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How to: Fight Food Cravings without Going Crazy

How Much Exercise is Your Food Worth?

How Much Exercise is Your Food Worth?

Andy Core is an expert in Work-Life Balance, Well Being and Peak Human Performance.

Junk food: It’s full of sugar, calories, and very little nutrition.  It’s also delicious.

Now envision the average workday. It’s morning time, and you walk into the break room to see… doughnuts. Yes, you were good this morning and ate breakfast already, but that chocolate doughnut looks amazing. So you take one, thinking, “I’ll work it off later.”  Two hours later, your coworkers are eating mexican and invite you to come along, so you go eat chips and salsa and lots of cheesy goodness. Stomach full, you lug your body back to work where someone just made cookies. Yum. They smell so good, so you just take one. Eventually you go home and have dinner, and if you’re smart, you’ll have a salad and take your dog for a walk.

You weren’t planning on having any of those extra calories, but junk food temptation is a beast. However, if you don’t change these indulgent habits quickly, you’re going to have to buy a new wardrobe to fit into.

As a wellness speaker, I have a lot of people ask me the best way to handle this situation. Here’s my advice.

Remember the 90/10 rule.

If 90% of your diet is healthy and the other 10% is junk, and you stick to this 90% of the time, you’re doing alright. Just make sure you don’t OD on junk food so that your work performance is still good.

Keep in mind the calories. 

Start connecting cravings to how much exercise you’d have to do to get rid of that doughnut. Check out this helpful infographic on the right. Do you have time to swim for 130 minutes and do crunches for 88 minutes? Didn’t think so.

Reduce cravings. 

If you’re having intense cravings for a candy bar or bag of chips, giving into it with a small portion can take the edge off and divert your attention to more important matters. Nobody’s perfect and can stick to one habit all the time, so having just a little junk food here and there is a realistic way to live.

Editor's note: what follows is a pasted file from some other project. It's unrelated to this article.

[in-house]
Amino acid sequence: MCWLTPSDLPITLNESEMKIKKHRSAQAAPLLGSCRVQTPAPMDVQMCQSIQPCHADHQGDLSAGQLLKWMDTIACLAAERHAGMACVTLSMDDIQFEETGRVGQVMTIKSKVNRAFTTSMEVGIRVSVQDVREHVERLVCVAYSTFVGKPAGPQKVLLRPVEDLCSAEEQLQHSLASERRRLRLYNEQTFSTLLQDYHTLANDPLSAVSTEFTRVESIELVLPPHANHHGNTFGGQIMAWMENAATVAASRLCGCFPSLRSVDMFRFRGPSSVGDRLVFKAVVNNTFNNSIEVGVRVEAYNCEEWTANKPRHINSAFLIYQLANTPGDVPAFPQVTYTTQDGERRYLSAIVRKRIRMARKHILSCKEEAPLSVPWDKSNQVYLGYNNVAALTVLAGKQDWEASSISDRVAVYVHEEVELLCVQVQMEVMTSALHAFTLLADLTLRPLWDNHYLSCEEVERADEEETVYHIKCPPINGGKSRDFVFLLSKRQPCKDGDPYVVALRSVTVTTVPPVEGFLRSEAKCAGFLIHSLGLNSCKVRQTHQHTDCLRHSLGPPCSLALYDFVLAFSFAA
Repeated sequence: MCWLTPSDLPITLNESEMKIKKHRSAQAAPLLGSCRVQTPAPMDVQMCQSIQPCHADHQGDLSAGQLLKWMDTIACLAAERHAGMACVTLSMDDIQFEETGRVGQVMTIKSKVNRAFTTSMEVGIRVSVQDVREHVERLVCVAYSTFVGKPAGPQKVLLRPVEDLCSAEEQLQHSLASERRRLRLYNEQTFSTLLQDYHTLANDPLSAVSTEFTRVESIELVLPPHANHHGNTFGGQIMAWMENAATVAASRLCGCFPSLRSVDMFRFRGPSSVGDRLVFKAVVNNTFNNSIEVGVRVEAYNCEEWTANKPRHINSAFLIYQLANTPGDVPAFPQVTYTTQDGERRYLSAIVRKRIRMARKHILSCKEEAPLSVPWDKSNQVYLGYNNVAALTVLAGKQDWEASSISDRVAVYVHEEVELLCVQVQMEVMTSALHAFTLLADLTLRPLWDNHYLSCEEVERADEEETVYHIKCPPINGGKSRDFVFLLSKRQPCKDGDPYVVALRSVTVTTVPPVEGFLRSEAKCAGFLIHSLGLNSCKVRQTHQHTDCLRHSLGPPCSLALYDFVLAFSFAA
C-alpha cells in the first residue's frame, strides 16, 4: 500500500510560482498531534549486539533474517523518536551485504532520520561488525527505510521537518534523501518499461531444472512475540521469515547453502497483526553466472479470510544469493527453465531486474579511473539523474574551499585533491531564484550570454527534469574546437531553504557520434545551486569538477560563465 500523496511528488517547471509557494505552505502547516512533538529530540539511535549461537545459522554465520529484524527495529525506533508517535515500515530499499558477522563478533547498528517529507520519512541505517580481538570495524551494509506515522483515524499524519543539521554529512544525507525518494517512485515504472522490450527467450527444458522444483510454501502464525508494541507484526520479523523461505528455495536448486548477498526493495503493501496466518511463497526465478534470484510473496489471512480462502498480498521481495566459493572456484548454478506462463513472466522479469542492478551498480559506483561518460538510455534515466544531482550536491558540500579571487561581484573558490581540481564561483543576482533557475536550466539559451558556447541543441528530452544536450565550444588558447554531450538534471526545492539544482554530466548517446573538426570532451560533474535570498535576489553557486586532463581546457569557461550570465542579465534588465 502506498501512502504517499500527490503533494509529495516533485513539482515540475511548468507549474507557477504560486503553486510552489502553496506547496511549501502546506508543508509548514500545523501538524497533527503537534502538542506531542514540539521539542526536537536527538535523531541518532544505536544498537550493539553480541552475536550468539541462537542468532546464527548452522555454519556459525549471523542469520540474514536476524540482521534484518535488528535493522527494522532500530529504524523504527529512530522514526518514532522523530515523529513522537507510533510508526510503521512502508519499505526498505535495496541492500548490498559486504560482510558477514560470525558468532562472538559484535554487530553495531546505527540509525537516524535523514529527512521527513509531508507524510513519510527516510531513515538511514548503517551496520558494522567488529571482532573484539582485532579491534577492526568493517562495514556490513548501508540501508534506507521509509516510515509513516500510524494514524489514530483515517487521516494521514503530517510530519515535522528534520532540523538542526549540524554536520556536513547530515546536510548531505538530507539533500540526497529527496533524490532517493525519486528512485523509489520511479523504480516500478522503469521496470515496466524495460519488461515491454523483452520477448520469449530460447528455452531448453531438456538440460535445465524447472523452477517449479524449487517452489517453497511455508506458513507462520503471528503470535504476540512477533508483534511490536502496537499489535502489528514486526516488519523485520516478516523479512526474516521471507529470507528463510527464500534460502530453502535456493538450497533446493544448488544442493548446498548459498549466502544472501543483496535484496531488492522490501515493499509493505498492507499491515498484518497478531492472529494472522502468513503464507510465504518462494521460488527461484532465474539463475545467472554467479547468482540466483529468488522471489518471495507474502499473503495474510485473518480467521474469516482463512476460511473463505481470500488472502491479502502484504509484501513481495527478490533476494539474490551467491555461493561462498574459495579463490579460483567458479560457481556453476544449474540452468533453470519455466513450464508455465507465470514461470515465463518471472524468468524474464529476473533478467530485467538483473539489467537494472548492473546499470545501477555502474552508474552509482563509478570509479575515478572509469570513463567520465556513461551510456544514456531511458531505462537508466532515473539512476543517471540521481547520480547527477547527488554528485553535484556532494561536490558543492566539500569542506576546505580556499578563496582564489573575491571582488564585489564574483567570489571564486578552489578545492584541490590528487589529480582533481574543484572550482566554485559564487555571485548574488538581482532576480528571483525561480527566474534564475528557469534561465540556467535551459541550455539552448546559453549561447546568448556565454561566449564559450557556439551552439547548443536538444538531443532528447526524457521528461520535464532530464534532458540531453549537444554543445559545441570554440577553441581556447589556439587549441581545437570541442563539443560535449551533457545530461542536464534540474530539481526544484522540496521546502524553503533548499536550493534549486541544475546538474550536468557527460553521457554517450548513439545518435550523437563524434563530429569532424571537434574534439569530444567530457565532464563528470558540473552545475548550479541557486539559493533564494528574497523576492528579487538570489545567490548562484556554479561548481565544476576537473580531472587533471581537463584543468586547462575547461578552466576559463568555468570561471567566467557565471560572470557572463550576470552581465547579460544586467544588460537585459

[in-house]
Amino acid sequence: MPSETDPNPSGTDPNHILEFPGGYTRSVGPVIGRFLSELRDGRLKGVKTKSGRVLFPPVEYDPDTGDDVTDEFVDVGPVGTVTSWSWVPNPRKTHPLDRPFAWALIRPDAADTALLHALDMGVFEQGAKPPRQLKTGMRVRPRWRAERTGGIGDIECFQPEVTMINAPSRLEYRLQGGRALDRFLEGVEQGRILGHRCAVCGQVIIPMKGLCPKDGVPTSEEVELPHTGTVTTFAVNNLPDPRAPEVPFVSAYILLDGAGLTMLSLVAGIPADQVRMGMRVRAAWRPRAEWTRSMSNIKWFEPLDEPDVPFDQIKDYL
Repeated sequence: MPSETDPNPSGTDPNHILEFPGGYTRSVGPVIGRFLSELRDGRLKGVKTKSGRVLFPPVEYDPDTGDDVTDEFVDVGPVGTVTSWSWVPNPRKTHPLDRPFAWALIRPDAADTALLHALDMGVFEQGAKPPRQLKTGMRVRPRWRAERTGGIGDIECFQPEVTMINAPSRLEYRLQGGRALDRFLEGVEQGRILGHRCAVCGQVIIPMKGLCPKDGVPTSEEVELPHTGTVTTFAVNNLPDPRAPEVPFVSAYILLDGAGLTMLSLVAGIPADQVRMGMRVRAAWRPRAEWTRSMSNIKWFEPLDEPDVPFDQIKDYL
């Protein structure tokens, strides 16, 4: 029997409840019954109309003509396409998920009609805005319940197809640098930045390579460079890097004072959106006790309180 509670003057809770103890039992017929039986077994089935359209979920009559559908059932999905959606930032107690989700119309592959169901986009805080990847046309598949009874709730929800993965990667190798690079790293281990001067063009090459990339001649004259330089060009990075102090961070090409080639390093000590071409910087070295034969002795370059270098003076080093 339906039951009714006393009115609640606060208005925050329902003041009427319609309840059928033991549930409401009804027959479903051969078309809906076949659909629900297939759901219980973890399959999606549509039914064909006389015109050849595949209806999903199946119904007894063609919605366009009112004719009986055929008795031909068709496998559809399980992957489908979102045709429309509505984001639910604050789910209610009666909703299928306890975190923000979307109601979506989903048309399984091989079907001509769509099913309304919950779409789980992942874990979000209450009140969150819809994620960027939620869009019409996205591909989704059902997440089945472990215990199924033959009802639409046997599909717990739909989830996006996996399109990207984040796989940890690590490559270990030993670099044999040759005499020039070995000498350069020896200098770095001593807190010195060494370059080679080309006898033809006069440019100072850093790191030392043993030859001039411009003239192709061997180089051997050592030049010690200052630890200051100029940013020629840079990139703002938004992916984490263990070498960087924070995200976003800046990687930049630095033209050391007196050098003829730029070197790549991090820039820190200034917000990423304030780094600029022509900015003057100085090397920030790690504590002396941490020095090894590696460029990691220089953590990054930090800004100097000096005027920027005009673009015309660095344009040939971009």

Take every moment at a time and remember that cravings typically only last for three minutes. So, like all temptations, if you notice they’re cropping up, set yourself apart for them. Go drink some water or unsweet tea. Pop in a piece of gum to take you mind off it. Soon those cookies and doughnuts might not seem so important. 

Reward Yourself.

You should be looking at feeling good being the reward for eating well, but saving a bag of gummy bears for the end of the week can also be used as a reward for keeping up a good job throughout the week.

If you practice moderation, a little bit of junk food on special occasions can be more beneficial to your overall health and wellness than trying to withstand completely.

To learn more on Andy’s programs,



Get Out, Have Fun, Be Happy… But be Prepared!

fitness motivational speaker

All last week I was running from fast approaching deadlines. After frantically typing on my computer hours on end, I finally reached a stopping point. I got up from my desk and headed into the other room for something. But only steps from my office- I stopped. What had I gotten up for? After a few moments of standing like a deer in headlights, I gave up and returned to my desk. However, I could not concentrate. The fact that in less than ten seconds my mind wandered off so far that it could not find its way back was bothering me. Before I could say “how could this happen,” I looked down at my desk. Spread out In front of me were three completely different projects, at my right was two full page “to do” lists and in the distance a radio was playing, dogs were barking and there was a maddening banging next door as my neighbors were getting their house re-roofed. My mind was cluttered with all that I was doing, as well as pressured with all that I needed to be doing. It was no wonder the smallest additional distraction could cause a mini mental meltdown. I needed a break.

My favorite break is to spend a little time hiking, biking or running on a trail with mother nature. As a professional speaker on work/life balance, stress and wellness, I live what I present.  Even when traveling and Keynoting for corporation and association meetings and conventions, I will search out local trails.